Fresh on Blu-ray: ‘HOW TO TRAIN YOUR DRAGON: THE HIDDEN WORLD’ swoops in with an emotional conclusion, visual wonder


James C. Clay // Film Critic


Rated PG, 104 minutes
Director: Dean DeBlois
Cast: Jay Baruchel, America Ferrara, F. Murray Abraham, Cate Blanchett, Kit Harrington, Kristen Wiig

If you have ever owned an animal – whether it be a dog, cat, turtle, lizard, or a dragon – you know that bonding process can be tough, but the rewards can be life-changing. The love we feel towards our strange-looking companions is an earth-shattering love that is unparalleled. The HOW TO TRAIN YOUR DRAGON franchise has articulated this seamlessly with its sensitivity and spectacle. It is so lavish that it rests right next to TOY STORY as one of the best-animated franchises of all-time.

The third and final entry in the trilogy, HOW TO TRAIN YOUR DRAGON: THE HIDDEN WORLD, is now out on Blu-ray, 4K Ultra HD and DVD, and it’s one add to your collection.

The tale of the little Viking Hiccup (Jay Baruchel) and his Night Fury dragon Toothless has taken us on a journey from self-discovery, to grappling with grief, to learning to love and let go. This entry raises the stakes of the universe into a film that has beauty, danger and visuals unlike anything seen in animation.

Director Dean DeBlois handled all three films in the trilogy, providing a personal stamp that’s relatable and provides a sense of cinematic wonder. It’s films like this that can give young movie lovers the chance to be swept away with the power of cinema.

THE HIDDEN WORLD takes place years down the line from the second entry. Hiccup is now the chief of Berk, his mother Valka (Cate Blanchett) has been found, his father Stoick (Gerard Butler) is dead, and the chief is on the cusp of starting a family of his own with Astrid (America Ferrara). Hiccup and Toothless have been going on stealth missions to liberate dragons from around the world, and things don’t always go as planned. The group encounters a villainous dragon hunter named Grimmel (played by a delightfully menacing F. Murray Abraham), who wants to obtain Toothless as a prisoner. This, of course, rocks the world of Berk and leaves Hiccup confused on how to proceed. (This is what makes Hiccup such a relatable character: He’s always looking to grow.)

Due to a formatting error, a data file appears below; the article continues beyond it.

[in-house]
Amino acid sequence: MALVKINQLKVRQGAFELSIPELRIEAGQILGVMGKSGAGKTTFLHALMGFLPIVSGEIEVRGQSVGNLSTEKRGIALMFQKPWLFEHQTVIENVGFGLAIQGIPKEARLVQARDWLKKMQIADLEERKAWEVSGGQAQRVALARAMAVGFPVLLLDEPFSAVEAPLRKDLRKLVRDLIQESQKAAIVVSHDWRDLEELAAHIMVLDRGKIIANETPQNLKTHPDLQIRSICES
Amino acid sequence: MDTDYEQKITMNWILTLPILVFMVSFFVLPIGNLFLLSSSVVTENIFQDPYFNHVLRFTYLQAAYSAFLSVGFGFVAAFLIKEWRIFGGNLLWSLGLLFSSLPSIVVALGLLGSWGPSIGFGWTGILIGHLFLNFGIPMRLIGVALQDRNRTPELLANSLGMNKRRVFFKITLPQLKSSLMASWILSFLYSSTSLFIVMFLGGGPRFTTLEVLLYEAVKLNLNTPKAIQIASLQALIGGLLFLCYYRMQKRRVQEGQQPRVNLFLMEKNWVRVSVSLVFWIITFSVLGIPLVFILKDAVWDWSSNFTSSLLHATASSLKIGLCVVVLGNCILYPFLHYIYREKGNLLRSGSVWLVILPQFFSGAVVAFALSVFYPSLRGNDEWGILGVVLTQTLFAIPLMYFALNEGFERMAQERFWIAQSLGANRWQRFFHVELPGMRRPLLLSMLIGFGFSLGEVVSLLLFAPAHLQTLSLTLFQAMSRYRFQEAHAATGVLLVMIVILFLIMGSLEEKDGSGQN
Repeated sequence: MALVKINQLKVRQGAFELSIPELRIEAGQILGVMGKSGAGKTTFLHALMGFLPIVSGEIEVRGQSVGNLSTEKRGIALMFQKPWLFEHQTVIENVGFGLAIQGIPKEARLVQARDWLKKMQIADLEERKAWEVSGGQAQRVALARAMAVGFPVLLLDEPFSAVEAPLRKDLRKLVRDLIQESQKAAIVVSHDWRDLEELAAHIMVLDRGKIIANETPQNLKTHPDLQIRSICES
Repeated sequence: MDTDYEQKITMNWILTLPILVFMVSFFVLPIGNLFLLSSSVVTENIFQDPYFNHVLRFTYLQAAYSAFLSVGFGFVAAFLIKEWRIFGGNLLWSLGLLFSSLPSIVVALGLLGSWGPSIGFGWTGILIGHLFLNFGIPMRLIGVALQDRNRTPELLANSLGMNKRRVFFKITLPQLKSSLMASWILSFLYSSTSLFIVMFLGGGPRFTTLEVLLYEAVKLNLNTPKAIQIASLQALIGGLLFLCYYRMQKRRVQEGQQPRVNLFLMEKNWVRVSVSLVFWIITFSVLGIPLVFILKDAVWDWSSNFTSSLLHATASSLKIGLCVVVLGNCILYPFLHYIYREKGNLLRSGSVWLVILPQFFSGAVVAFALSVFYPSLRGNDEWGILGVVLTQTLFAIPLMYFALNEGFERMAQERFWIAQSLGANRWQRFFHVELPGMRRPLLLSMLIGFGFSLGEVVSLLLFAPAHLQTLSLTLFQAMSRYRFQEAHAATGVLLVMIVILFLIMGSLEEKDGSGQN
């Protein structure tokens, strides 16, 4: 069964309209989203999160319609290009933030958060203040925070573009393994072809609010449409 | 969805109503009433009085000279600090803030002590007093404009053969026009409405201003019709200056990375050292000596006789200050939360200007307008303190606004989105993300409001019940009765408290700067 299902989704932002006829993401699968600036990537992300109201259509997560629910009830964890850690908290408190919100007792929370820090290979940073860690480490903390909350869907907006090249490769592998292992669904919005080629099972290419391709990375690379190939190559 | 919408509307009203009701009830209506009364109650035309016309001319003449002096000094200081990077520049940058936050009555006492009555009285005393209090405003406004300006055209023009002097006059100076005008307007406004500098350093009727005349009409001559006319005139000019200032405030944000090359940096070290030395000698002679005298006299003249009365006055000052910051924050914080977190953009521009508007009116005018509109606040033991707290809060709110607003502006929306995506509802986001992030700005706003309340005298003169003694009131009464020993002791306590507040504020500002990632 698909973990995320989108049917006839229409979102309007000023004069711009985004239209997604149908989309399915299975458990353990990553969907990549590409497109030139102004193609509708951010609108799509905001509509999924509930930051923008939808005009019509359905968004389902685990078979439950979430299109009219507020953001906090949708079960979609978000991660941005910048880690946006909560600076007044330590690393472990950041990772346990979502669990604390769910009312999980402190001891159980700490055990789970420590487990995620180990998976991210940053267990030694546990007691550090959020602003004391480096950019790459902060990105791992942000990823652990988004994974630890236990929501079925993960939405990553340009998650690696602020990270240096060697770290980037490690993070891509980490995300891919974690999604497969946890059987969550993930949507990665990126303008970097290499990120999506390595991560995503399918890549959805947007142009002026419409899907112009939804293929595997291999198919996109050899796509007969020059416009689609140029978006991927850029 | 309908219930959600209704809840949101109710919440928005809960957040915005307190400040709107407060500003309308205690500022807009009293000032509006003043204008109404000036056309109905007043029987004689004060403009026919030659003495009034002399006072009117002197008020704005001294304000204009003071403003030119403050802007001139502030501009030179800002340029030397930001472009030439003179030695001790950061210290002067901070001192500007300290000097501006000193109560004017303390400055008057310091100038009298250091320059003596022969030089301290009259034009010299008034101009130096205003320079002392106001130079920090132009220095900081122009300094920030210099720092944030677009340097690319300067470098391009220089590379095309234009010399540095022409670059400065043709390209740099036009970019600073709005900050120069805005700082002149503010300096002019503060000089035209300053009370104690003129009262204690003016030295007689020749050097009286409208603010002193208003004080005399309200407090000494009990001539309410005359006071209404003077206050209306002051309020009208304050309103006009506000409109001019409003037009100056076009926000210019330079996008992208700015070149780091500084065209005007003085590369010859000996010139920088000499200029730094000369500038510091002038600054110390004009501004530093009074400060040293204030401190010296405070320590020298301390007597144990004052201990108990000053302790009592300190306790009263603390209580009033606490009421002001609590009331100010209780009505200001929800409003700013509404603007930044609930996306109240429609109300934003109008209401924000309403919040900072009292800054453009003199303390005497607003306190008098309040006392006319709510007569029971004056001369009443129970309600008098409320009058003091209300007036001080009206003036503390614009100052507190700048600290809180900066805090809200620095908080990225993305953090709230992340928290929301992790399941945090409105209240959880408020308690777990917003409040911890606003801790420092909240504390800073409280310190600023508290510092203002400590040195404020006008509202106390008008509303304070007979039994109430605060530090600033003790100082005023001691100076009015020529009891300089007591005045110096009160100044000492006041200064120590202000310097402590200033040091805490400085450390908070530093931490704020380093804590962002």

Hiccup (Jay Baruchel) with Toothless in ‘How To Train Your Dragon: The Hidden World.’ Courtesy of Dreamworks and Universal.

Through all this turmoil, spring has sprung for Toothless, who is experiencing his first chance at a romance with a newfound dragon called a Light Fury. We get so many delightful scenes of the two dragons and their courting dances. (This trilogy has always done excellent work with Toothless by bringing his goofy innocence to a dialogue-less character.) While these scenes resemble a silent film, we can understand their dynamics. It’s a marvelous way to bring the story forward.

THE HIDDEN WORLD is worthy punctuation for the film series, but it feels a tad rushed at the end and has a few tonal issues. Sometimes the film exercises the power of cinema, and othertimes it relies on pratfalls from the goofy set of Vikings – voiced by (Jonah Hill, Kristen Wiig and Craig Ferguson). Considering this is a family film, those missteps can be forgiven. However, it’s hard to ignore gross-out humor.

Overall, this film is an enjoyable experience for any fan of the franchise and provides an escape to a new world that has thematic elements that are expertly connected to our own.

Grade: B+

Special Features:

  • Alternate Opening
  • Two Shorts: Bilby & Bird Karma
  • Deleted Scenes
  • The Dragon Sheep Chronicles (featurette)
  • Welcome To Berk (featurette)
  • A Deck of Dragons (featurette)
  • Feature Commentary
About author

James C. Clay

James Cole Clay has been working as a film critic for the better part of a decade covering new releases, blu ray reviews and the occasional drive-in cult classic. His writing is dedicated to discovering social politics through diverse voices, primarily focusing on Women In Film and LGBTQ cinema.